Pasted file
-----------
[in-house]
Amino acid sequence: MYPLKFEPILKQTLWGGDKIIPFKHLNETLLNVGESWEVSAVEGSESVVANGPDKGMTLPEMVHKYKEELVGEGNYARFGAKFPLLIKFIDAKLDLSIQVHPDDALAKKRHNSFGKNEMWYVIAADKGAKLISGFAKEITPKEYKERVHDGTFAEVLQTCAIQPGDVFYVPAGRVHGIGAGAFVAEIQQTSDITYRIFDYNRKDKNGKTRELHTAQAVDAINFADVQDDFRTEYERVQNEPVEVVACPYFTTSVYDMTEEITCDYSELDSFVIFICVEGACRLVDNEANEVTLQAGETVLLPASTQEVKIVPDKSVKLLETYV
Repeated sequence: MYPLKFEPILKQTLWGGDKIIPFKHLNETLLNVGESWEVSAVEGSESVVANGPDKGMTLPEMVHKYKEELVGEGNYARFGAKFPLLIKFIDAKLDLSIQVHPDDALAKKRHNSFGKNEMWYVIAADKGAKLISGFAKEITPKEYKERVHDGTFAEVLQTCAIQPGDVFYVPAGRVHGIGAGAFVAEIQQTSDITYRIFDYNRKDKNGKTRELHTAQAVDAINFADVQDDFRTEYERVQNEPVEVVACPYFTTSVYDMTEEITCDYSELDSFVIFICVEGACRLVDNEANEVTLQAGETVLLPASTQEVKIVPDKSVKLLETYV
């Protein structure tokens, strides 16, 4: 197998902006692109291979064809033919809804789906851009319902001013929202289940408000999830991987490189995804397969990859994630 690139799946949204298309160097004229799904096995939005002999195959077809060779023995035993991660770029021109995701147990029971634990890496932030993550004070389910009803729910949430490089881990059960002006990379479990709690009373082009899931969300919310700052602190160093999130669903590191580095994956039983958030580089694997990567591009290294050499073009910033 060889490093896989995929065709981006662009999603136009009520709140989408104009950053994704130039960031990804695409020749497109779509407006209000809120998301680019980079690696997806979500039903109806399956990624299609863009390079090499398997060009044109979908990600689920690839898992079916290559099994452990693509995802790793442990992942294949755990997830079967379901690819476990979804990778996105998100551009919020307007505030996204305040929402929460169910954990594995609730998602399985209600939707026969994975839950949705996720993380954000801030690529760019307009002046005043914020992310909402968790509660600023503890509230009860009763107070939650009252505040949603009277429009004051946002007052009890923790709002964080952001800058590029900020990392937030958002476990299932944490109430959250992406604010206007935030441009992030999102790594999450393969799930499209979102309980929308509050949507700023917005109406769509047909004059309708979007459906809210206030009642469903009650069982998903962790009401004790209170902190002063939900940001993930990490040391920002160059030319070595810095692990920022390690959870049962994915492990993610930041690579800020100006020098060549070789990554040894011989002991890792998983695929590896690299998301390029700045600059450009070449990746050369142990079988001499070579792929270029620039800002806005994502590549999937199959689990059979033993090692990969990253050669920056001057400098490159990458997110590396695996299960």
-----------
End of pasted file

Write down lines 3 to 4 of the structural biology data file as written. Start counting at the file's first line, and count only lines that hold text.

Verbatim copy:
Repeated sequence: MYPLKFEPILKQTLWGGDKIIPFKHLNETLLNVGESWEVSAVEGSESVVANGPDKGMTLPEMVHKYKEELVGEGNYARFGAKFPLLIKFIDAKLDLSIQVHPDDALAKKRHNSFGKNEMWYVIAADKGAKLISGFAKEITPKEYKERVHDGTFAEVLQTCAIQPGDVFYVPAGRVHGIGAGAFVAEIQQTSDITYRIFDYNRKDKNGKTRELHTAQAVDAINFADVQDDFRTEYERVQNEPVEVVACPYFTTSVYDMTEEITCDYSELDSFVIFICVEGACRLVDNEANEVTLQAGETVLLPASTQEVKIVPDKSVKLLETYV
């Protein structure tokens, strides 16, 4: 197998902006692109291979064809033919809804789906851009319902001013929202289940408000999830991987490189995804397969990859994630 690139799946949204298309160097004229799904096995939005002999195959077809060779023995035993991660770029021109995701147990029971634990890496932030993550004070389910009803729910949430490089881990059960002006990379479990709690009373082009899931969300919310700052602190160093999130669903590191580095994956039983958030580089694997990567591009290294050499073009910033 060889490093896989995929065709981006662009999603136009009520709140989408104009950053994704130039960031990804695409020749497109779509407006209000809120998301680019980079690696997806979500039903109806399956990624299609863009390079090499398997060009044109979908990600689920690839898992079916290559099994452990693509995802790793442990992942294949755990997830079967379901690819476990979804990778996105998100551009919020307007505030996204305040929402929460169910954990594995609730998602399985209600939707026969994975839950949705996720993380954000801030690529760019307009002046005043914020992310909402968790509660600023503890509230009860009763107070939650009252505040949603009277429009004051946002007052009890923790709002964080952001800058590029900020990392937030958002476990299932944490109430959250992406604010206007935030441009992030999102790594999450393969799930499209979102309980929308509050949507700023917005109406769509047909004059309708979007459906809210206030009642469903009650069982998903962790009401004790209170902190002063939900940001993930990490040391920002160059030319070595810095692990920022390690959870049962994915492990993610930041690579800020100006020098060549070789990554040894011989002991890792998983695929590896690299998301390029700045600059450009070449990746050369142990079988001499070579792929270029620039800002806005994502590549999937199959689990059979033993090692990969990253050669920056001057400098490159990458997110590396695996299960």